- : Anorexia nervosa is potentially life-threatening. If you believe someone is anorexic, get them immediate medical help.
- Step 1: Be mindful of eating habits Be aware of changes in eating habits of the person you suspect has a problem. Notice if they skip meals, make excuses to not eat in public, pick at food, or spit it out.
- Step 2: Be wary of excessive exercise Notice if the person exercises excessively or works out vigorously after meals. Denial of a change in habit can also signal a problem.
- Step 3: Notice mood changes Watch for mood swings and personality changes, including irritability, negativity, low self-esteem, withdrawal, perfectionism, or an inability to cope.
- TIP: Personality changes are associated with many different medical situations, not just anorexia.
- Step 4: Notice a change in wardrobe Note if your friend begins to wear baggy, loose-fitting, or layered clothing. This may be an attempt to hide dramatic weight loss.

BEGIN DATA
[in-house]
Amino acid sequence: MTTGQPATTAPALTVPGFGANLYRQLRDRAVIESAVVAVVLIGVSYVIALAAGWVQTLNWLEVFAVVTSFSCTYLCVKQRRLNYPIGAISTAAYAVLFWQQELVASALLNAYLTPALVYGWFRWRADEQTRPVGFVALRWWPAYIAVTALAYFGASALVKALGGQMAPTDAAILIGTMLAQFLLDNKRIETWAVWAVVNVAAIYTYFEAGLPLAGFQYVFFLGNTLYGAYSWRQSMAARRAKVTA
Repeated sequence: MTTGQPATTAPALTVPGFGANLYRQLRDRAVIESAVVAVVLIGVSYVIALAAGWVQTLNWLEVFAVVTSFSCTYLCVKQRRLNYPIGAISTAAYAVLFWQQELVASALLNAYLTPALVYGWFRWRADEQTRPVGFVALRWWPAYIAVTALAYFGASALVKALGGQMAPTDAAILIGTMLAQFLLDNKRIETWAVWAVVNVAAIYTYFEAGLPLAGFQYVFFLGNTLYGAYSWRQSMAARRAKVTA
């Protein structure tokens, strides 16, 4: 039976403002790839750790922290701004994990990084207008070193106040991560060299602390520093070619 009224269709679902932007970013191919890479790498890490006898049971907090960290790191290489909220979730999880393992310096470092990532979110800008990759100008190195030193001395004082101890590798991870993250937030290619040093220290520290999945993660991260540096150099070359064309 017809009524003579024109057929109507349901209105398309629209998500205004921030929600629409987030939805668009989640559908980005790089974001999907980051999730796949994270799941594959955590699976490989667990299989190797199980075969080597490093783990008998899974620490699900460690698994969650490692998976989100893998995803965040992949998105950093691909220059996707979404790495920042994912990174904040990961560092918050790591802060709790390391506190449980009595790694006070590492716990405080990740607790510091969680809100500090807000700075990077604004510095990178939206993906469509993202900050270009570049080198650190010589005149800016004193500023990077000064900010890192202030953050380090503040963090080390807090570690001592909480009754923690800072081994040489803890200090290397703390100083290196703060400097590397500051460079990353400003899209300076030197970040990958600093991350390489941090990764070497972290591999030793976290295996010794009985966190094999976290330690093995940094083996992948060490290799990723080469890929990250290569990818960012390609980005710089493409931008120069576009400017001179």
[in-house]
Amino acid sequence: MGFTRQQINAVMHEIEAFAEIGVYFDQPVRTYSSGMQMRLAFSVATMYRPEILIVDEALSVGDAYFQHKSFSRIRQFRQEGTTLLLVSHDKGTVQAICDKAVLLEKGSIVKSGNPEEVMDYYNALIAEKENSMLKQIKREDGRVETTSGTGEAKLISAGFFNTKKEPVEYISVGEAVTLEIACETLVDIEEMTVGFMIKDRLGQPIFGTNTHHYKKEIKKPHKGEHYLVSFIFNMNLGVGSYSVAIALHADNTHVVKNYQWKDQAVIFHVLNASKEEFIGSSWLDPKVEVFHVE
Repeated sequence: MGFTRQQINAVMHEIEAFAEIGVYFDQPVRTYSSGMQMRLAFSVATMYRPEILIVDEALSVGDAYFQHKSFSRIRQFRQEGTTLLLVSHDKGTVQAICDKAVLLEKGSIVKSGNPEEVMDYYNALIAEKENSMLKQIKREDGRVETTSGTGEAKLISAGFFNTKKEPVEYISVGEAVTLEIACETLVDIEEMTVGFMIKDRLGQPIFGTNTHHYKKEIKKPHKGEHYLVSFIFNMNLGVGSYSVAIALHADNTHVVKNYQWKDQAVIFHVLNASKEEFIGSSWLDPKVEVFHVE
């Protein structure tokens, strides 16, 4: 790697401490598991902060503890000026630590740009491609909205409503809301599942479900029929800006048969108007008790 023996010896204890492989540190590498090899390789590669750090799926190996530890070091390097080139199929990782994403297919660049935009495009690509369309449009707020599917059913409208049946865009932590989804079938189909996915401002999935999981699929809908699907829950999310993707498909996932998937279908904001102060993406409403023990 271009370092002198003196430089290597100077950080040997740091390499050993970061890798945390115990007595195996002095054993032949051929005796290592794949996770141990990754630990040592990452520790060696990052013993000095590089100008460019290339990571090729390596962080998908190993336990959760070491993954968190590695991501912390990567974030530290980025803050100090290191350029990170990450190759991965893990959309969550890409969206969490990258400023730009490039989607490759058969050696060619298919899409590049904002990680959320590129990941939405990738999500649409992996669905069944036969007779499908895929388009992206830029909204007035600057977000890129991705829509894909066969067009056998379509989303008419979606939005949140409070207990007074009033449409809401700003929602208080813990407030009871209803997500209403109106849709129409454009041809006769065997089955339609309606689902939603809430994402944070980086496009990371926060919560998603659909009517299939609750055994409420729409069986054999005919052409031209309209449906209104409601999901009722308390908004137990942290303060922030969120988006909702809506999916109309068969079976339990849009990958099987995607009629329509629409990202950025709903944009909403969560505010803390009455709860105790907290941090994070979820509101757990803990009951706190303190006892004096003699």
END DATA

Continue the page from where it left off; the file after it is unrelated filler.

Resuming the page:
- Step 5: Find out about missed periods in women Ask if your friend has missed periods. Missing three or four periods in a row is a danger sign.
- Step 6: Watch for sensitivity to cold Be aware of any new sensitivity to cold, and the growth of fine hair, called lanugo, on their skin. This is the body’s way of trying to keep warm.
- Step 7: Notice poor health Watch for symptoms of poor health, such as thinning hair, jaundice, and bruising. These symptoms are caused by vitamin imbalances.
- Step 8: Seek medical help Seek medical help. While any of these symptoms may indicate anorexia, only a trained professional can make an accurate diagnosis.
- FACT: As many as 10 million women and 1 million men in the U.S. have severe eating disorders.
You Will Need
- Anorexia nervosa information